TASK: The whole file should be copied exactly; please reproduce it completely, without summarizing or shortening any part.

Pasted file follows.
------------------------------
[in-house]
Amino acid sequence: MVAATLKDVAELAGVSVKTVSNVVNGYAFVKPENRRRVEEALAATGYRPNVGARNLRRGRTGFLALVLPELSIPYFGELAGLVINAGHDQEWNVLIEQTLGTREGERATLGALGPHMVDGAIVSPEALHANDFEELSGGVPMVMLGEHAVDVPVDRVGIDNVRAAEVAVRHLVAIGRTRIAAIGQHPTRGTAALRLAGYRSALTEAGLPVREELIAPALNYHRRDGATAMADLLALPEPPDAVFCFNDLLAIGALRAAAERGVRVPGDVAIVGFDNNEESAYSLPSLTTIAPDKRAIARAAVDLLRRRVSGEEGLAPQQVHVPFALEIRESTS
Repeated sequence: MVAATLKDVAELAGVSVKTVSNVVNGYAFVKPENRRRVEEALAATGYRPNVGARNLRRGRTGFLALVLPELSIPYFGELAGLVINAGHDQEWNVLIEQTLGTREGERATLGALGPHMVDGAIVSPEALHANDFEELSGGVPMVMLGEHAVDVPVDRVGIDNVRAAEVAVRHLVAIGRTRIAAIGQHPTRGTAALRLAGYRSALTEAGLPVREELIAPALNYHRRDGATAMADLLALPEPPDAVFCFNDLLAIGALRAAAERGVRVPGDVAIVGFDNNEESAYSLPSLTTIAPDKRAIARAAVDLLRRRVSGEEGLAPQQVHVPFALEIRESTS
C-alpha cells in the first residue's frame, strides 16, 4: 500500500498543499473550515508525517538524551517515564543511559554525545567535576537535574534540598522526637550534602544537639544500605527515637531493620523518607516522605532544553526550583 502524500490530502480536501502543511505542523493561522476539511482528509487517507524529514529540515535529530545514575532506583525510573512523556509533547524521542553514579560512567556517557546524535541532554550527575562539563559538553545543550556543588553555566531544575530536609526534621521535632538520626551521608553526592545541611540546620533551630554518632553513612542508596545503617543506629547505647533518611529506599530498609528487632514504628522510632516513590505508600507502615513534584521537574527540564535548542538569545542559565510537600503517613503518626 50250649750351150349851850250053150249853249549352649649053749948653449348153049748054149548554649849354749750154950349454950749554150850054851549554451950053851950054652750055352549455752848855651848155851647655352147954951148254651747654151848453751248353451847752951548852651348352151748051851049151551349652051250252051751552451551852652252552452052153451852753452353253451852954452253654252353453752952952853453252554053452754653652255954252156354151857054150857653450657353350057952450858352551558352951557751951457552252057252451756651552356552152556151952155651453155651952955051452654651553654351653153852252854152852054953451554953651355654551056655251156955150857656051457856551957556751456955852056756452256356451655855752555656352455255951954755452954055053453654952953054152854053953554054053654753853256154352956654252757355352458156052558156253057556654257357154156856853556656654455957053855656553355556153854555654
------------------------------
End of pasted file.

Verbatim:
[in-house]
Amino acid sequence: MVAATLKDVAELAGVSVKTVSNVVNGYAFVKPENRRRVEEALAATGYRPNVGARNLRRGRTGFLALVLPELSIPYFGELAGLVINAGHDQEWNVLIEQTLGTREGERATLGALGPHMVDGAIVSPEALHANDFEELSGGVPMVMLGEHAVDVPVDRVGIDNVRAAEVAVRHLVAIGRTRIAAIGQHPTRGTAALRLAGYRSALTEAGLPVREELIAPALNYHRRDGATAMADLLALPEPPDAVFCFNDLLAIGALRAAAERGVRVPGDVAIVGFDNNEESAYSLPSLTTIAPDKRAIARAAVDLLRRRVSGEEGLAPQQVHVPFALEIRESTS
Repeated sequence: MVAATLKDVAELAGVSVKTVSNVVNGYAFVKPENRRRVEEALAATGYRPNVGARNLRRGRTGFLALVLPELSIPYFGELAGLVINAGHDQEWNVLIEQTLGTREGERATLGALGPHMVDGAIVSPEALHANDFEELSGGVPMVMLGEHAVDVPVDRVGIDNVRAAEVAVRHLVAIGRTRIAAIGQHPTRGTAALRLAGYRSALTEAGLPVREELIAPALNYHRRDGATAMADLLALPEPPDAVFCFNDLLAIGALRAAAERGVRVPGDVAIVGFDNNEESAYSLPSLTTIAPDKRAIARAAVDLLRRRVSGEEGLAPQQVHVPFALEIRESTS
C-alpha cells in the first residue's frame, strides 16, 4: 500500500498543499473550515508525517538524551517515564543511559554525545567535576537535574534540598522526637550534602544537639544500605527515637531493620523518607516522605532544553526550583 502524500490530502480536501502543511505542523493561522476539511482528509487517507524529514529540515535529530545514575532506583525510573512523556509533547524521542553514579560512567556517557546524535541532554550527575562539563559538553545543550556543588553555566531544575530536609526534621521535632538520626551521608553526592545541611540546620533551630554518632553513612542508596545503617543506629547505647533518611529506599530498609528487632514504628522510632516513590505508600507502615513534584521537574527540564535548542538569545542559565510537600503517613503518626 50250649750351150349851850250053150249853249549352649649053749948653449348153049748054149548554649849354749750154950349454950749554150850054851549554451950053851950054652750055352549455752848855651848155851647655352147954951148254651747654151848453751248353451847752951548852651348352151748051851049151551349652051250252051751552451551852652252552452052153451852753452353253451852954452253654252353453752952952853453252554053452754653652255954252156354151857054150857653450657353350057952450858352551558352951557751951457552252057252451756651552356552152556151952155651453155651952955051452654651553654351653153852252854152852054953451554953651355654551056655251156955150857656051457856551957556751456955852056756452256356451655855752555656352455255951954755452954055053453654952953054152854053953554054053654753853256154352956654252757355352458156052558156253057556654257357154156856853556656654455957053855656553355556153854555654